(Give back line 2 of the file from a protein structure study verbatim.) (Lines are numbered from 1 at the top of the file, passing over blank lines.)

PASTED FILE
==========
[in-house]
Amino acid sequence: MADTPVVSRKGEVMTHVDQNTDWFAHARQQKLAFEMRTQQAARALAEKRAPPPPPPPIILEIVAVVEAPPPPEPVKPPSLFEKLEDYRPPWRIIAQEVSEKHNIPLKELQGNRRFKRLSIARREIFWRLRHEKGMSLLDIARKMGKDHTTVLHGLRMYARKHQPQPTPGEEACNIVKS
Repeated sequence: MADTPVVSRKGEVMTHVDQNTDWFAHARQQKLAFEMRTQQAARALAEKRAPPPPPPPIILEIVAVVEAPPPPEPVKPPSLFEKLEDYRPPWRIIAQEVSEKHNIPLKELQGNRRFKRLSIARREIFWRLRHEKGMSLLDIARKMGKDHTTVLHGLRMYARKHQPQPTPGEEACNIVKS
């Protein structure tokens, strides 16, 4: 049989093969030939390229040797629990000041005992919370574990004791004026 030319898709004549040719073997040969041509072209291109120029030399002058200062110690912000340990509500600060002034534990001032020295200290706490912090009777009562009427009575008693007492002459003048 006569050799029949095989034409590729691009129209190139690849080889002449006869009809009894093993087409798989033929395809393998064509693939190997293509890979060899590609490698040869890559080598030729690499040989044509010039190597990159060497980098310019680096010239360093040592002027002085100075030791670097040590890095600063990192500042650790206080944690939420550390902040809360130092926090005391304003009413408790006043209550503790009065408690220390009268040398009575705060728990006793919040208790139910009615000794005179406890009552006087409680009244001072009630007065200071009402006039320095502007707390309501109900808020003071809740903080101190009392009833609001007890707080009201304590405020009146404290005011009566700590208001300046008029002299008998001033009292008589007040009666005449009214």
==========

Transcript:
Amino acid sequence: MADTPVVSRKGEVMTHVDQNTDWFAHARQQKLAFEMRTQQAARALAEKRAPPPPPPPIILEIVAVVEAPPPPEPVKPPSLFEKLEDYRPPWRIIAQEVSEKHNIPLKELQGNRRFKRLSIARREIFWRLRHEKGMSLLDIARKMGKDHTTVLHGLRMYARKHQPQPTPGEEACNIVKS